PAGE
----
Aurora, Colo. (Aug. 11, 2020) – Greater rates of Colorado’s children are going to the pediatric emergency department as a result of dog bites during the COVID-19 pandemic, according to a recently published commentary article in the Journal of Pediatrics. The article’s authors, Cinnamon Dixon, DO, MPH/MSPH and Rakesh Mistry, MD/MS, who are attending physicians at Children’s Hospital Colorado (Children’s Colorado) and University of Colorado School of Medicine faculty, share data revealing significant increases in dog bite rates presenting to Children’s Colorado since the initiation of statewide stay-at-home orders in March. Moreover, high rates of dog bite injuries have continued even as these orders have relaxed over time.
“It is well known that the number of dog bites tends to increase during the spring and summer months,” said Dr. Dixon. “However this year’s rates of emergency department visits due to dog bites have been startling.” The incidence of visits for dog bites to Children’s Colorado’s emergency department in spring 2020 was nearly triple that of last year’s rates at the same time.
“These findings are likely not unique to Colorado nor this institution,” said Dr. Dixon. “There are approximately 82 million children and 77 million pet dogs in the U.S. who are all living in some variation of restriction. Families across the country are living under extreme stress and angst during the pandemic, and our canine friends are not immune to their human caregivers’ increased anxiety. Not to mention, parents have competing priorities now more than ever, which may make them less focused on supervising their child when they are near a dog.”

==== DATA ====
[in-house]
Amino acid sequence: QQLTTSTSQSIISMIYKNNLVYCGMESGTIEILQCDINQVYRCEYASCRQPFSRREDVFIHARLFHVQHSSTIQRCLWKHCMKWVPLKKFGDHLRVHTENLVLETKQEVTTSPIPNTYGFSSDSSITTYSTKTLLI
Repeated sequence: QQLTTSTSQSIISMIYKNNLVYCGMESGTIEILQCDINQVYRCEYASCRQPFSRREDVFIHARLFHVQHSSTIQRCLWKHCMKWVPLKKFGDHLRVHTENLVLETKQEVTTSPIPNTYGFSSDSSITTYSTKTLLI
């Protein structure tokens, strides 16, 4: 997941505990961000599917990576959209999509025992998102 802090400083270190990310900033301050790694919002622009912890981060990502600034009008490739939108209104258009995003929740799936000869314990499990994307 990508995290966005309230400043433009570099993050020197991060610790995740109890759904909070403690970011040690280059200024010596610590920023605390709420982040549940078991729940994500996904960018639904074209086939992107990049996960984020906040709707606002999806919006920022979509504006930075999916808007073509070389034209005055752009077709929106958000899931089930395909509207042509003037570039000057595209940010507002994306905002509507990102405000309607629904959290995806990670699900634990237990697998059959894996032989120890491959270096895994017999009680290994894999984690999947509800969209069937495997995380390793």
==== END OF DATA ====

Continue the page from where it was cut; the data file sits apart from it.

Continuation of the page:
Factors that could be contributing to the increased rates of dog bites during the pandemic include:
Increased child-dog exposure earlier in the year because of shelter-in-place regulations
Heightened stress for dogs as they intuitively pick up on amplified household stress
Decreased adult supervision around dogs and children as adults juggle increased responsibilities at home
According to the CDC’s National Center for Injury Prevention and Control, more than 40% of dog bite injuries resulting in emergency department visits are to children and adolescents. Children ages five to nine have the highest risk of dog bites, with infants and children at greater risk of bites to the head and neck. Most dog bites are by the family dog or another known dog.
“Dogs can be amazing companions and enrich our lives in so many ways; however it’s important to remember that any dog can bite given the right circumstance,” continued Dr. Dixon. “Recognizing the intense pressures and responsibilities that families are under, it is critical that parents and caregivers of children prioritize the best way to prevent dog bites – which is to always, always supervise infants and children whenever they are near a dog.”
A number of additional strategies can help prevent dog bites as well, including:
Teaching children to:
- Never disturb a dog who is caring for puppies, eating or sleeping
- Never reach through a fence to pet a dog
- Never run from a dog